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I love HIIT, I think it is good to have as one of all tools and alternatives when time has almost run out and I need to sweat for a while. At the same time, I love the options that may take time, be it a stretching session, yoga or walking meditation.
I am fully aware that stress resistance improves with HIIT as well, although the stress load can be high during the activity/activities.
HIIT is good, you should try it!
There are a plethora of tests and comparisons, purely physical, where researchers and scientists have seen that a fraction of the training time is needed for the same results with HIIT as with “old-fashioned” training. Instead of posting links to scientific reports, feel free to search online and I promise you will find evidence of the effectiveness of HIIT.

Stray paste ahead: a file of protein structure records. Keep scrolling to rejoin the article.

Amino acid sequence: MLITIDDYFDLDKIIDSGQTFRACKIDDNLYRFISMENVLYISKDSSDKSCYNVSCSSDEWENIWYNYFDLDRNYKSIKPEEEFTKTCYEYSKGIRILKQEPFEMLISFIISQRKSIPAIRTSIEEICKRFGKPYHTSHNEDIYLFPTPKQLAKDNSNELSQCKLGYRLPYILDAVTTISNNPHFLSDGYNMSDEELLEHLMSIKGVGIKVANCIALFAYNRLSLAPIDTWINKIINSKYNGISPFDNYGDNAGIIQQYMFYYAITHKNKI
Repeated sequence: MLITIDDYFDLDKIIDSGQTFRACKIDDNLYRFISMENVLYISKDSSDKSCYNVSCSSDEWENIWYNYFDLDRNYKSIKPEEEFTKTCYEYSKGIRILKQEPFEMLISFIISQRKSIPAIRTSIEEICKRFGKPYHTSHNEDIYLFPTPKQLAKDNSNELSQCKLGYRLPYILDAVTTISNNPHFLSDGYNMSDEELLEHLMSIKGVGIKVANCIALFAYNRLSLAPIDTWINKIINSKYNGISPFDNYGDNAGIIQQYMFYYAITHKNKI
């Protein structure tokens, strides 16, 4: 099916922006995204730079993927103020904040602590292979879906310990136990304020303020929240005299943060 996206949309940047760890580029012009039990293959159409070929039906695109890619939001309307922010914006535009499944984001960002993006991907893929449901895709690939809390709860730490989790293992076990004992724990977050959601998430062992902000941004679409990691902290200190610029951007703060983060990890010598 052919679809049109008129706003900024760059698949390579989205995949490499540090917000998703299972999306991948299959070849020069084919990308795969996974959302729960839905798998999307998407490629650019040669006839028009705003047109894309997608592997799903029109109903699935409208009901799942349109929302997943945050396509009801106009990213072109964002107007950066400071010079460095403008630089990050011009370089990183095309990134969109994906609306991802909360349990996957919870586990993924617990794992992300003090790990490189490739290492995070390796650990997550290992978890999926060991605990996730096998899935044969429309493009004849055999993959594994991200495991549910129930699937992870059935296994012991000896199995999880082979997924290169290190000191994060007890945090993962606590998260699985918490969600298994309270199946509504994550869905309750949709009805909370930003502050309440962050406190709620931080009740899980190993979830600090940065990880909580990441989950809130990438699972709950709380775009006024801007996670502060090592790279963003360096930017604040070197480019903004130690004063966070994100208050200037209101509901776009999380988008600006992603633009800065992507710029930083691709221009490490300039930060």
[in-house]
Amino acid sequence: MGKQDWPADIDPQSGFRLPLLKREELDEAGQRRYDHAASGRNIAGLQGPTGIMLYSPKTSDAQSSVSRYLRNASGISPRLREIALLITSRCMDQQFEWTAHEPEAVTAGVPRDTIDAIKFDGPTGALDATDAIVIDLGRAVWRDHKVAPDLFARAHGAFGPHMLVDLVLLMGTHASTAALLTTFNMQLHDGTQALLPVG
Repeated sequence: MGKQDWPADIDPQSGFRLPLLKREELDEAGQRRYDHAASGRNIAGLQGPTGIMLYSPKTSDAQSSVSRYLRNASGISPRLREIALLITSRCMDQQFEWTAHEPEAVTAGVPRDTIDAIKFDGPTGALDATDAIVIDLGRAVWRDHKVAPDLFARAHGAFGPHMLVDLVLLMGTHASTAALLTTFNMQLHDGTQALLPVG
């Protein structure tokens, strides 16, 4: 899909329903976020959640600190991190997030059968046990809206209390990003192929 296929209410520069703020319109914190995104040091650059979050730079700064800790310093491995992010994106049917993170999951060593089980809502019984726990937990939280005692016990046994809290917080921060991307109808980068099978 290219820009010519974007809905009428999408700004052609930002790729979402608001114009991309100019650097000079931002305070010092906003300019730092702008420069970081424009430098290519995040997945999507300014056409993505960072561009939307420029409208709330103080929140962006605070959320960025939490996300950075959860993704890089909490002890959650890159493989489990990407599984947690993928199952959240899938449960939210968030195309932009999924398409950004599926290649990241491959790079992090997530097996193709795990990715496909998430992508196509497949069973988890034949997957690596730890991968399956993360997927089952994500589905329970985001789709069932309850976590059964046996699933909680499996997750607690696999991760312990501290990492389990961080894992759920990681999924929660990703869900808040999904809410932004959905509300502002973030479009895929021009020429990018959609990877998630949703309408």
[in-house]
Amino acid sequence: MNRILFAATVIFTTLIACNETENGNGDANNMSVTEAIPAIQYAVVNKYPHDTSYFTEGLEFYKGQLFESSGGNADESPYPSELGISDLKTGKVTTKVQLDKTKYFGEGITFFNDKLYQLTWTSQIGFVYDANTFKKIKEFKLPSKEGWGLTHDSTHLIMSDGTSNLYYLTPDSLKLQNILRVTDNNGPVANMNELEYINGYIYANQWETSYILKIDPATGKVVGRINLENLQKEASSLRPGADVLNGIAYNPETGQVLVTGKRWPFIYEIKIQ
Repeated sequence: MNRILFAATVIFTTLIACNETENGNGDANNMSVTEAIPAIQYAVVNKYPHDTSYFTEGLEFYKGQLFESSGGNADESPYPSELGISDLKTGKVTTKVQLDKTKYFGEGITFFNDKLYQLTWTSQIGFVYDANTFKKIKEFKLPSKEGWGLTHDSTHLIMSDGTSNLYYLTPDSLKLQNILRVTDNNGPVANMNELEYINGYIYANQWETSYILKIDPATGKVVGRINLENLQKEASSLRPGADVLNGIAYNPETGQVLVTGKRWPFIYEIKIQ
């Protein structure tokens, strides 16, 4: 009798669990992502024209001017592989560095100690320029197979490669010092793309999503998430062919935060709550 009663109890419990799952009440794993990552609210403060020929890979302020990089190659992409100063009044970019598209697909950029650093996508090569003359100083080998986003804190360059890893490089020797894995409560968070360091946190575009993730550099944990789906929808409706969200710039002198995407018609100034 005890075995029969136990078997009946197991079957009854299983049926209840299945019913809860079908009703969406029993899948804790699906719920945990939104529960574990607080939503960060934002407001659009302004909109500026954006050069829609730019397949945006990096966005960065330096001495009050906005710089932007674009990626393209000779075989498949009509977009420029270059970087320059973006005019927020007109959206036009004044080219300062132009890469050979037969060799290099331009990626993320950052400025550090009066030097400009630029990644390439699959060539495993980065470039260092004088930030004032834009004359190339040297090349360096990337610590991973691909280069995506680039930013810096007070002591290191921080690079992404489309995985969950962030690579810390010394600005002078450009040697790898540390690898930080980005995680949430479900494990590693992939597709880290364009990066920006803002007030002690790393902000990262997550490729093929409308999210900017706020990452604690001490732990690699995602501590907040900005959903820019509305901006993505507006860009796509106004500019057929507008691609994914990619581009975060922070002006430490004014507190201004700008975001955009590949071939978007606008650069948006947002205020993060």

At many of the HIIT training facilities, it is a huge community active, just as important to sustain and endure a training effort.
HIIT do not fit everyone!
High-intensity training does not suit everyone, I think. Here are some of the reasons
- If you are already stressed and putting on even more stress, which means training high-intensity, it can tip you over the edge to get problematic instead of sustainable health
- There is a higher risk of injury to joints, muscles, tendons and ligaments that need time to get used to the load
- If it is blood pressure you want to lower, you most likely need and at least combine with low-intensity exercise so that the blood vessels and brain also get the relaxation needed for sustainable health.
- The HIIT culture can sometimes be seen as provocative and personal best-striving, not everyone is a competitive person.
- HIIT is a tool for sustainable health, there are other tools that are good with.
- Try HIIT if it works both objectively and subjectively for you, as long as you do it for your own sake.
- For HIIT to work fully, you need to supplement with low-intensity exercise and recovery.